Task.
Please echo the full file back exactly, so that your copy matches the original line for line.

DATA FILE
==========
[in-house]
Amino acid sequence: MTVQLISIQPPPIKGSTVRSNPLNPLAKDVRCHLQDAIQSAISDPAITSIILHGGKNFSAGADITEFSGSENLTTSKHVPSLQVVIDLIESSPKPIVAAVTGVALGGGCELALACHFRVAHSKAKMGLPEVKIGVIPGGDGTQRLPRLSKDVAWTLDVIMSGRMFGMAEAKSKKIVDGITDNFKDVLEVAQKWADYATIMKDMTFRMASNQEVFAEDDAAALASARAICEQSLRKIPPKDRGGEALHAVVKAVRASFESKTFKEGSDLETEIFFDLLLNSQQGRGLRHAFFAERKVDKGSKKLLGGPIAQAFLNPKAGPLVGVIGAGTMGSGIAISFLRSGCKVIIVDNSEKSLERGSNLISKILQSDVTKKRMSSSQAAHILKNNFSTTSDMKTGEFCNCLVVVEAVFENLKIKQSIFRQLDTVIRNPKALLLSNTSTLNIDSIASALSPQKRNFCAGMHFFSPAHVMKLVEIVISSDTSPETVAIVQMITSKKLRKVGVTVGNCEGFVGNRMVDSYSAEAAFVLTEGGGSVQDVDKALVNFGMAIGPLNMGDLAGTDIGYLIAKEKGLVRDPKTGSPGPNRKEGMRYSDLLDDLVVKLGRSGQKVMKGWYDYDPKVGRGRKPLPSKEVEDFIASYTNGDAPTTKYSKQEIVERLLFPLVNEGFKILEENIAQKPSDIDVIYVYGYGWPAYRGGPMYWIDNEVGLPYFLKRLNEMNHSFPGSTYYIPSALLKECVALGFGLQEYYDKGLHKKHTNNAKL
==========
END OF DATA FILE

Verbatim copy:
[in-house]
Amino acid sequence: MTVQLISIQPPPIKGSTVRSNPLNPLAKDVRCHLQDAIQSAISDPAITSIILHGGKNFSAGADITEFSGSENLTTSKHVPSLQVVIDLIESSPKPIVAAVTGVALGGGCELALACHFRVAHSKAKMGLPEVKIGVIPGGDGTQRLPRLSKDVAWTLDVIMSGRMFGMAEAKSKKIVDGITDNFKDVLEVAQKWADYATIMKDMTFRMASNQEVFAEDDAAALASARAICEQSLRKIPPKDRGGEALHAVVKAVRASFESKTFKEGSDLETEIFFDLLLNSQQGRGLRHAFFAERKVDKGSKKLLGGPIAQAFLNPKAGPLVGVIGAGTMGSGIAISFLRSGCKVIIVDNSEKSLERGSNLISKILQSDVTKKRMSSSQAAHILKNNFSTTSDMKTGEFCNCLVVVEAVFENLKIKQSIFRQLDTVIRNPKALLLSNTSTLNIDSIASALSPQKRNFCAGMHFFSPAHVMKLVEIVISSDTSPETVAIVQMITSKKLRKVGVTVGNCEGFVGNRMVDSYSAEAAFVLTEGGGSVQDVDKALVNFGMAIGPLNMGDLAGTDIGYLIAKEKGLVRDPKTGSPGPNRKEGMRYSDLLDDLVVKLGRSGQKVMKGWYDYDPKVGRGRKPLPSKEVEDFIASYTNGDAPTTKYSKQEIVERLLFPLVNEGFKILEENIAQKPSDIDVIYVYGYGWPAYRGGPMYWIDNEVGLPYFLKRLNEMNHSFPGSTYYIPSALLKECVALGFGLQEYYDKGLHKKHTNNAKL